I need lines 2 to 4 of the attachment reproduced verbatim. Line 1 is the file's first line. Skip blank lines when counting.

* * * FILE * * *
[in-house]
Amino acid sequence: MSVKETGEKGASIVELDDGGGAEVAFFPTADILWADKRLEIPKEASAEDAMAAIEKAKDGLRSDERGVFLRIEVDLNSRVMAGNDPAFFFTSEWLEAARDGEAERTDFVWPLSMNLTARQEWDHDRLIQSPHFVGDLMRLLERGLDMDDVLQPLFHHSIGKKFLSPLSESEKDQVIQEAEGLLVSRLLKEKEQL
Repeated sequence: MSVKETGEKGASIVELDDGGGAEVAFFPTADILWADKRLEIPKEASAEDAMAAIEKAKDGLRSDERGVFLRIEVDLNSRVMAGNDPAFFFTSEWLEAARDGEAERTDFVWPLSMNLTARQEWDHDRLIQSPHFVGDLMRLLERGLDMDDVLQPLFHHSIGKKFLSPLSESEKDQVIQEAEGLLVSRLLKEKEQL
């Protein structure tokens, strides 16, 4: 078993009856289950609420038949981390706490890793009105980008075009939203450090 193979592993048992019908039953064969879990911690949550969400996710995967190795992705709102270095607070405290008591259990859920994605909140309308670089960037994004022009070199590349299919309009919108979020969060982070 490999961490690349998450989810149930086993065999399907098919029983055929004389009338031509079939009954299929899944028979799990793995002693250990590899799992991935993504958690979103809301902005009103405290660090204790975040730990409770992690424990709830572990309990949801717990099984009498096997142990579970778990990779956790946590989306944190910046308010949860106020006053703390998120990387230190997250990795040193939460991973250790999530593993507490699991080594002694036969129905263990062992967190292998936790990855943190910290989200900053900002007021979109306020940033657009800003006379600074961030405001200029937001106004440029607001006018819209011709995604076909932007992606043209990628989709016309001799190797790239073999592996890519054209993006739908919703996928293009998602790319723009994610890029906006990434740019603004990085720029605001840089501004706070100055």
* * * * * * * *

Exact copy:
Amino acid sequence: MSVKETGEKGASIVELDDGGGAEVAFFPTADILWADKRLEIPKEASAEDAMAAIEKAKDGLRSDERGVFLRIEVDLNSRVMAGNDPAFFFTSEWLEAARDGEAERTDFVWPLSMNLTARQEWDHDRLIQSPHFVGDLMRLLERGLDMDDVLQPLFHHSIGKKFLSPLSESEKDQVIQEAEGLLVSRLLKEKEQL
Repeated sequence: MSVKETGEKGASIVELDDGGGAEVAFFPTADILWADKRLEIPKEASAEDAMAAIEKAKDGLRSDERGVFLRIEVDLNSRVMAGNDPAFFFTSEWLEAARDGEAERTDFVWPLSMNLTARQEWDHDRLIQSPHFVGDLMRLLERGLDMDDVLQPLFHHSIGKKFLSPLSESEKDQVIQEAEGLLVSRLLKEKEQL
């Protein structure tokens, strides 16, 4: 078993009856289950609420038949981390706490890793009105980008075009939203450090 193979592993048992019908039953064969879990911690949550969400996710995967190795992705709102270095607070405290008591259990859920994605909140309308670089960037994004022009070199590349299919309009919108979020969060982070 490999961490690349998450989810149930086993065999399907098919029983055929004389009338031509079939009954299929899944028979799990793995002693250990590899799992991935993504958690979103809301902005009103405290660090204790975040730990409770992690424990709830572990309990949801717990099984009498096997142990579970778990990779956790946590989306944190910046308010949860106020006053703390998120990387230190997250990795040193939460991973250790999530593993507490699991080594002694036969129905263990062992967190292998936790990855943190910290989200900053900002007021979109306020940033657009800003006379600074961030405001200029937001106004440029607001006018819209011709995604076909932007992606043209990628989709016309001799190797790239073999592996890519054209993006739908919703996928293009998602790319723009994610890029906006990434740019603004990085720029605001840089501004706070100055």